What to capitalize and what not to capitalize. Here is an attempt to apply some simple rules to a complex issue.
You capitalize the specific names of specific people, places, and things.
- Capitalize the “I” when specifically referring to yourself.
- Capitalize the first letter of sentences including sentences inside quotation marks.
- Capitalize proper names, such as Harriet Tubman, Susan Anthony, Rosalind Franklin, including nicknames, such as The Duke, Magic, and the personified names of things (Mother Nature, Father Time).
- Capitalize mom, dad, aunt, uncle and so one when it is referring specifically to your mom and dad or other relatives.
- Capitalize relative designations when they come before someone’s name: Aunt Bea, Uncle Bill, etc.
- Do not capitalize mom, dad, aunt, uncle, and so on when preceded by a possessive pronoun — my, your, our, their — and when referring to some mom, dad, aunt, uncle in general and not yours specifically.
- Capitalize professional designations when they precede someone’s name — Doctor Spock, Police Officer Joe Friday, President Donald Trump, Senator Tammy Baldwin, Professor John Norland.
- Capitalize the names of the months, days of the week, and holidays. For holidays you also capitalize the time designation like Christmas Day and Christmas Eve. We no longer capitalize the seasons for some reason.
- Capitalize the names of specific geographic locations, such as the Midwest, Great Lakes, Great Plains, Northeast (when referring to the US), Rocky Mountains, Lake Michigan, Rock River. Notice that you also capitalize mountains, lake, and river.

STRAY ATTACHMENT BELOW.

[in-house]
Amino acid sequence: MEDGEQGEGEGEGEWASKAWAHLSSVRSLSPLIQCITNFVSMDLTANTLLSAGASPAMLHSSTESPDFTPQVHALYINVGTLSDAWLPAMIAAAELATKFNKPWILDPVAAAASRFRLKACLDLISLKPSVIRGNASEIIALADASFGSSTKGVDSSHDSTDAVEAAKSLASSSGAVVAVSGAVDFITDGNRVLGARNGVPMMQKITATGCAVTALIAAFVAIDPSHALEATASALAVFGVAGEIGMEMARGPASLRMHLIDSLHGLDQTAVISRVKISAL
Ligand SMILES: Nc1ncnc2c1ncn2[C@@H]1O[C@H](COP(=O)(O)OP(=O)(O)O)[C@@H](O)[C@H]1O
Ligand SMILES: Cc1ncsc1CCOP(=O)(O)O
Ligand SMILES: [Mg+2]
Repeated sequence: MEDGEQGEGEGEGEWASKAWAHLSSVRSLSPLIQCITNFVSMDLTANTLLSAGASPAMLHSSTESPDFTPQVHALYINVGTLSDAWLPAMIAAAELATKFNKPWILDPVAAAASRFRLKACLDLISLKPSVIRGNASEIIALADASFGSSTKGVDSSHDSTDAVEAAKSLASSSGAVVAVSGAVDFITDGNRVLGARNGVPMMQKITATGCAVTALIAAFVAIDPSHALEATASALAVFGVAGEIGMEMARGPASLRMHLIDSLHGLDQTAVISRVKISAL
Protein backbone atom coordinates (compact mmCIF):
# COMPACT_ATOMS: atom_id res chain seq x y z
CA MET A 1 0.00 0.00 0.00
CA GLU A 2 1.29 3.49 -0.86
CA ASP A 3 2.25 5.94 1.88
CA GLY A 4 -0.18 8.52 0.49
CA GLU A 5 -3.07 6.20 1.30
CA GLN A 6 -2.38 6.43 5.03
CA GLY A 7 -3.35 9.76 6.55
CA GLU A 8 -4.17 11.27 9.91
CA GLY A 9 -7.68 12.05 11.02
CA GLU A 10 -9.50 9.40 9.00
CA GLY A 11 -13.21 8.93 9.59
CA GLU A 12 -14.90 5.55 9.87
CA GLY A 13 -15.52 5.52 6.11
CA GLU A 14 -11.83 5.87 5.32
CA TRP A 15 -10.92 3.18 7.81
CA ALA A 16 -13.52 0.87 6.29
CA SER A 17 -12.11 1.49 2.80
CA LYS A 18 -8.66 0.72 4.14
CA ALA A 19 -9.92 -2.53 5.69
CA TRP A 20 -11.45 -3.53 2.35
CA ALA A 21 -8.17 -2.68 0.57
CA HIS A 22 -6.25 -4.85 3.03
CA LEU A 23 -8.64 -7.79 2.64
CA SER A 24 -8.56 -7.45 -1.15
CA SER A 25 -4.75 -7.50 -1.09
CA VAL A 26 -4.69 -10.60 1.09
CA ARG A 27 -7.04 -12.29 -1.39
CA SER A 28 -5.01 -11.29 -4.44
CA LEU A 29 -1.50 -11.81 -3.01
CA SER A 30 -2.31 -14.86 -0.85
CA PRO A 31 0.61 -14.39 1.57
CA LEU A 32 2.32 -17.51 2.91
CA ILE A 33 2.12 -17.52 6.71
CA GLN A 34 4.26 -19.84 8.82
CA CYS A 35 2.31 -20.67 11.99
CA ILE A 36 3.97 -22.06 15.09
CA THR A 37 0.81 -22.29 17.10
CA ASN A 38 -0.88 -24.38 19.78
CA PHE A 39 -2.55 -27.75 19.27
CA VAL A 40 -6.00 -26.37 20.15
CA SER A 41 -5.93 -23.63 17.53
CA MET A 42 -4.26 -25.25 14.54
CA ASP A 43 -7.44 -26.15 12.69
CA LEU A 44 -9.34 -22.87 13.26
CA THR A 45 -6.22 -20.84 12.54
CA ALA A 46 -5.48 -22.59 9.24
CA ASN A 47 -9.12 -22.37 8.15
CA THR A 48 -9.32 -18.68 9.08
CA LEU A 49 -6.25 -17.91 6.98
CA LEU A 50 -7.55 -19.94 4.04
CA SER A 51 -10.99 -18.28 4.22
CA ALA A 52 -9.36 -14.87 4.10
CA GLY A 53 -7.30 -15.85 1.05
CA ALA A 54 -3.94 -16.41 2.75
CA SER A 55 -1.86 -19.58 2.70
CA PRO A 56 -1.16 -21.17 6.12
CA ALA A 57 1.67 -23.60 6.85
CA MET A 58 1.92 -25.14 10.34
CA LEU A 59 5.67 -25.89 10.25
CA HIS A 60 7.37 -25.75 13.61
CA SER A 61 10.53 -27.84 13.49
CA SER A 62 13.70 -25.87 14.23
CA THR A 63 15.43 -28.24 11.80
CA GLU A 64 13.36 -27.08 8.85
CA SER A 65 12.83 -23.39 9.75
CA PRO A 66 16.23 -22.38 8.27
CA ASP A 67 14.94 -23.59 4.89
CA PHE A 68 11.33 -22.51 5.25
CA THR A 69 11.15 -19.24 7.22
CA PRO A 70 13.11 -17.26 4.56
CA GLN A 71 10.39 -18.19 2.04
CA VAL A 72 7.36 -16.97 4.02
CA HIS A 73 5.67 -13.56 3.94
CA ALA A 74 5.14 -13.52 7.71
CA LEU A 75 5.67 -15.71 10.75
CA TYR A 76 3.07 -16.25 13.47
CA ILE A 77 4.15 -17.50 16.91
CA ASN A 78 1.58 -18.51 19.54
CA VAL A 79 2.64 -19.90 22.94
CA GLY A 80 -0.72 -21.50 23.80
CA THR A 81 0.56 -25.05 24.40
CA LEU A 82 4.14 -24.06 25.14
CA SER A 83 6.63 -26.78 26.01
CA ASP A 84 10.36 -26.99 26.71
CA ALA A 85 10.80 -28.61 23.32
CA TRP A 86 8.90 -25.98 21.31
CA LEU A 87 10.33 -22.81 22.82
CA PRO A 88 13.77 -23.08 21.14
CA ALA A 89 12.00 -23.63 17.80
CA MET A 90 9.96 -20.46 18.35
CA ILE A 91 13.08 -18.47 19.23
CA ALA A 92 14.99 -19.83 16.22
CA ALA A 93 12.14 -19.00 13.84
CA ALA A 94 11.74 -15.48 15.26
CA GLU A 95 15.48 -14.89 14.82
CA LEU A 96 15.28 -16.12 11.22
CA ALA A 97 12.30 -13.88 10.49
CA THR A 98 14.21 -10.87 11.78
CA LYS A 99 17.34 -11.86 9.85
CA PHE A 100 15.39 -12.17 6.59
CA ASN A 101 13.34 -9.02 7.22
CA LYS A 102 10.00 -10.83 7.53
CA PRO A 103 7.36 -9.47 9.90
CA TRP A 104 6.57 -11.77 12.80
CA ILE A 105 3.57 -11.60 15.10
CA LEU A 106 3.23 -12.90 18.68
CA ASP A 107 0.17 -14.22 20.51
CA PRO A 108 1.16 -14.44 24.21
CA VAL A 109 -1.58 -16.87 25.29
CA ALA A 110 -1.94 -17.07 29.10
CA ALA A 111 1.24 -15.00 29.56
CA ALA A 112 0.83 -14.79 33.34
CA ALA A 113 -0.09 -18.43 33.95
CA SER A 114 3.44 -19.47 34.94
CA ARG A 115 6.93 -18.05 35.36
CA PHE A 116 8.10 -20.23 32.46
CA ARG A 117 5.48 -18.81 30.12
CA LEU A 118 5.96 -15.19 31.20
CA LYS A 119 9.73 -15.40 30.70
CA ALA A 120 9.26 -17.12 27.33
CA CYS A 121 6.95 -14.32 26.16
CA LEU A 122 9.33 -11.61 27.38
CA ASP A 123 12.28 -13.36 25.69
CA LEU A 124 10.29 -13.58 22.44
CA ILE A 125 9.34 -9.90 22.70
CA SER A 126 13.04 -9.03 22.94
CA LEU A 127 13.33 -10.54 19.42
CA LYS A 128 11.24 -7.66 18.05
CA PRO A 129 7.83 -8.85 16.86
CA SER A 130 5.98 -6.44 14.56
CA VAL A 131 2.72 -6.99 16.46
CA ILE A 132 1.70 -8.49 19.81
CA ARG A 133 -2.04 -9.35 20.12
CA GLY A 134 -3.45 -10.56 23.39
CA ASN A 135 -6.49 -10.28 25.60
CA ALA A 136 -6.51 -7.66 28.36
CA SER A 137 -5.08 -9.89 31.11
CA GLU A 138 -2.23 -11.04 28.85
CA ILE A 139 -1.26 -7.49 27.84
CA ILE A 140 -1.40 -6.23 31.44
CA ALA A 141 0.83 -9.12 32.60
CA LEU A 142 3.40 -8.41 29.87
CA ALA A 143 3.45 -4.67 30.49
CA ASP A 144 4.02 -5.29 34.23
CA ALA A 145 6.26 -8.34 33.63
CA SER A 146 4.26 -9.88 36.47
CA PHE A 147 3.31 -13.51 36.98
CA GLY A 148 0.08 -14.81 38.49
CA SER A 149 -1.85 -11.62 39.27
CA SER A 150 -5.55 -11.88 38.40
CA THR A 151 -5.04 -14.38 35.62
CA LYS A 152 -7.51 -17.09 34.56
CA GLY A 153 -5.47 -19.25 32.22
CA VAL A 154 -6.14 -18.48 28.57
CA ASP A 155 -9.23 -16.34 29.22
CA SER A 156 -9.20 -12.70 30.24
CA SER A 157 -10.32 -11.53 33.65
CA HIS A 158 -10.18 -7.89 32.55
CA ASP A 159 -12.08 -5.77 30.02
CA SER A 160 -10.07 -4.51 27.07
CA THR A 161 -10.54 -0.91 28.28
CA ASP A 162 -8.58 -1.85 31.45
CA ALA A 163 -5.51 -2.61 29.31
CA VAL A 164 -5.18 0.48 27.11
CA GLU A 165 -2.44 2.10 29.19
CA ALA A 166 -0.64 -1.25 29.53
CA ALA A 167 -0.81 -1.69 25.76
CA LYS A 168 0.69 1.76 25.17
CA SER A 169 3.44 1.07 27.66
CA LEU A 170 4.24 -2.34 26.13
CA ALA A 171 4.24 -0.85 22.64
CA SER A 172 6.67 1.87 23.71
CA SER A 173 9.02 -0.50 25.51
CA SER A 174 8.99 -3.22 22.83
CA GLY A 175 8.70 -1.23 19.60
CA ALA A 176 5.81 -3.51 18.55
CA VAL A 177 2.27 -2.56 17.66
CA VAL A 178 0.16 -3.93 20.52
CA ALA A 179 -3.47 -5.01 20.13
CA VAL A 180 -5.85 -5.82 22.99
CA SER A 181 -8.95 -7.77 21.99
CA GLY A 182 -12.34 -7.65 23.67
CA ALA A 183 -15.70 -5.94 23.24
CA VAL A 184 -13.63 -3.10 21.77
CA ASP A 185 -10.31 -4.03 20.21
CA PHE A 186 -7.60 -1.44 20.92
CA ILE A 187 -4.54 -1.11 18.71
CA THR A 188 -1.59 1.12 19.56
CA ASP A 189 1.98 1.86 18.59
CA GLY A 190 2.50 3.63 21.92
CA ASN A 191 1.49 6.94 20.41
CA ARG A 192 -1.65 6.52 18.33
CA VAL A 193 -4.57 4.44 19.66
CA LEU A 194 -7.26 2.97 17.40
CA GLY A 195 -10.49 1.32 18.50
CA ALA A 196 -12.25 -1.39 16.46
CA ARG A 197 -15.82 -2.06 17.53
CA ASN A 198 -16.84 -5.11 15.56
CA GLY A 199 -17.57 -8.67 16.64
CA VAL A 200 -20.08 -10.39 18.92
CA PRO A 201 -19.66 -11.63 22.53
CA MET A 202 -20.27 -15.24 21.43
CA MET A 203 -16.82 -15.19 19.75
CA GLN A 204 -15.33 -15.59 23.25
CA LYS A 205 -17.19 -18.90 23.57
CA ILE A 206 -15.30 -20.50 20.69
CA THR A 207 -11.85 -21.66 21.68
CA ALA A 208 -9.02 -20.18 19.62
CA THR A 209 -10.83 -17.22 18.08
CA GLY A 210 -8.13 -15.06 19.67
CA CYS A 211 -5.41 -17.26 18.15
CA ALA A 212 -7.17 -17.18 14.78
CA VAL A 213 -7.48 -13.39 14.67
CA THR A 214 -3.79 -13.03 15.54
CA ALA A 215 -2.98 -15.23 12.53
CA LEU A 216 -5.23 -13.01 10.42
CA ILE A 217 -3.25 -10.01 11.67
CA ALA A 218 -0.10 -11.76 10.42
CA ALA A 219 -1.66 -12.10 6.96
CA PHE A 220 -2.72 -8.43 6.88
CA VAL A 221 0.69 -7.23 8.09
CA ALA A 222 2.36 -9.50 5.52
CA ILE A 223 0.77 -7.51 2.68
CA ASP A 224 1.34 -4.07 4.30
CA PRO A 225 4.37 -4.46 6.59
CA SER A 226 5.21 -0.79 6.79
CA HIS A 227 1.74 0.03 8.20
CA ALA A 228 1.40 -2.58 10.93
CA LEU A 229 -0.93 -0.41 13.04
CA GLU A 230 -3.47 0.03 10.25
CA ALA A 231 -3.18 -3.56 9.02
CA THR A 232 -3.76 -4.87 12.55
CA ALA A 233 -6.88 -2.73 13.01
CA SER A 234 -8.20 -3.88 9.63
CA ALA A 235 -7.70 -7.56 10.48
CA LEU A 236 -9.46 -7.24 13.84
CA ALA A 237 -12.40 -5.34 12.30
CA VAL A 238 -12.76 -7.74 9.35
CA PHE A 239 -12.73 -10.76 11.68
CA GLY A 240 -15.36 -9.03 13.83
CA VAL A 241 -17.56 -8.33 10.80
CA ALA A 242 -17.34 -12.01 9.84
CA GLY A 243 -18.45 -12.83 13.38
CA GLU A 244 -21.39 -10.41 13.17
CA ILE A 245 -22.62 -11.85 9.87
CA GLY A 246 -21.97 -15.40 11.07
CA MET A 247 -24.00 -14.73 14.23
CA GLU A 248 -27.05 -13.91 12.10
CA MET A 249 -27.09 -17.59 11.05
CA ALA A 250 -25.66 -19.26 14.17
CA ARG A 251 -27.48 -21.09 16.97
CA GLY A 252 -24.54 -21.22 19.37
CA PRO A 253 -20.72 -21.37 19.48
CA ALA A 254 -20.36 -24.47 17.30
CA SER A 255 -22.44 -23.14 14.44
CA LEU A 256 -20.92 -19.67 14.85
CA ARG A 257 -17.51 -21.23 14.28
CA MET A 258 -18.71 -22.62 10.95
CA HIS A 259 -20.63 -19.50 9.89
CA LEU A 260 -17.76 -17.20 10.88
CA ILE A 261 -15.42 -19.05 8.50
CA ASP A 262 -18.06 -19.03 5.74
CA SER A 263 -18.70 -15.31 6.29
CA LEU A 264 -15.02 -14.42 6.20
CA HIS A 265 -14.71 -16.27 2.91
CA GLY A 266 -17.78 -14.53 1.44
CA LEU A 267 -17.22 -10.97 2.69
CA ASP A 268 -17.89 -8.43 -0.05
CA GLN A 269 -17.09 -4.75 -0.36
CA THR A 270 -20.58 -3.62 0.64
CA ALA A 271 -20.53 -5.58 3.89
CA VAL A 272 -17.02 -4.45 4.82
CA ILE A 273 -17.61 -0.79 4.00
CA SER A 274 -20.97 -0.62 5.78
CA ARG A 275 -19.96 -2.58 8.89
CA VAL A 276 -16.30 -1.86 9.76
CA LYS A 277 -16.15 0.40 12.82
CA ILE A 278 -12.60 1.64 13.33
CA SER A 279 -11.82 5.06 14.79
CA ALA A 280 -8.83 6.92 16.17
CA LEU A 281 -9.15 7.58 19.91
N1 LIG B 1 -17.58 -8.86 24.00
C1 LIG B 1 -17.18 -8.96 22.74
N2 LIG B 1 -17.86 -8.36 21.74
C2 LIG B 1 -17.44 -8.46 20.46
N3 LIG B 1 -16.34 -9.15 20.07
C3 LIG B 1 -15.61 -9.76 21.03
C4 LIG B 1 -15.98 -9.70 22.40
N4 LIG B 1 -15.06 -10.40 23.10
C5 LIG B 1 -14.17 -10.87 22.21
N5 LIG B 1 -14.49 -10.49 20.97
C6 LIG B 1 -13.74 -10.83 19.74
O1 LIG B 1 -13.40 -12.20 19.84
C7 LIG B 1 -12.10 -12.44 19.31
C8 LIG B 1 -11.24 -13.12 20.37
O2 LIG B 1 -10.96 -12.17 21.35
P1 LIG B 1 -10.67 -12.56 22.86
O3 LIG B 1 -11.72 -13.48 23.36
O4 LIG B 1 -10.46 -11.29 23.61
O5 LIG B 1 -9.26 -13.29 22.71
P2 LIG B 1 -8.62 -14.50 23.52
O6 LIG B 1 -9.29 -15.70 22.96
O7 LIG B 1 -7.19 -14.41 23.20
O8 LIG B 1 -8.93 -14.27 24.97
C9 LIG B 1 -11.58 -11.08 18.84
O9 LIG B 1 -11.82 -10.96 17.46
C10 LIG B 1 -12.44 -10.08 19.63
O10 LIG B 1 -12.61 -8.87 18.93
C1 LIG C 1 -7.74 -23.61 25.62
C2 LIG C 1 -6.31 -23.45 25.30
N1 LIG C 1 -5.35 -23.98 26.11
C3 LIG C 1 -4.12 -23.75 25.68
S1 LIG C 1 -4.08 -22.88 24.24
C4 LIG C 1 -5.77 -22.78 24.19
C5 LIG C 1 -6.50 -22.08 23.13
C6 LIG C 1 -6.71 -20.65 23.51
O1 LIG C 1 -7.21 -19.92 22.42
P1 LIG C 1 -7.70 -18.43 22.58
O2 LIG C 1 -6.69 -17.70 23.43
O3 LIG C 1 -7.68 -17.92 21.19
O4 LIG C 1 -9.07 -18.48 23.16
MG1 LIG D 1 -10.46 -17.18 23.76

- Capitalize the specific names of buildings or places, such as Willis Tower, Yankee Stadium, Stoughton Opera House, Miller Park, Milwaukee County Zoo, Six Flags Great America, Disneyland, Tenney Park, Point Beach, Parker High School, Santa Monica Community College. Notice that you not only capitalize the name but also the type of place — park, college, high school, opera house, stadium.
- Capitalize brand names but not the product, including non-profits. So, in the phrase “Green Giant vegetables,” Green Giant is capitalized because it’s the brand name, but not vegetables because it isn’t part of the brand name. If you don’t know what is a brand name, you can Google it. If you want to denote a brand name, in MS Word, you simply put a lower case “r” in parenthesis after the name and Word will convert it: Green Giant(r) turns into Green Giant®
- Capitalize on the specific names of government agencies — Federal Bureau of Investigations (FBI), Bureau of Alcohol, Tobacco, and Firearms (ATF), Internal Revenue Service (IRS), and the Department of Justice (DOJ).
- Capitalize religions, races, nationalities, and languages — Christian, Lutheran, Mormon, Muslim, Hindu, Buddhist, Taoist, African American, Asian, Caucasian, Irish, German, Chinese, English, French, Portuguese.
- Capitalize the scientific names of animals, plants, and diseases, but not the common names.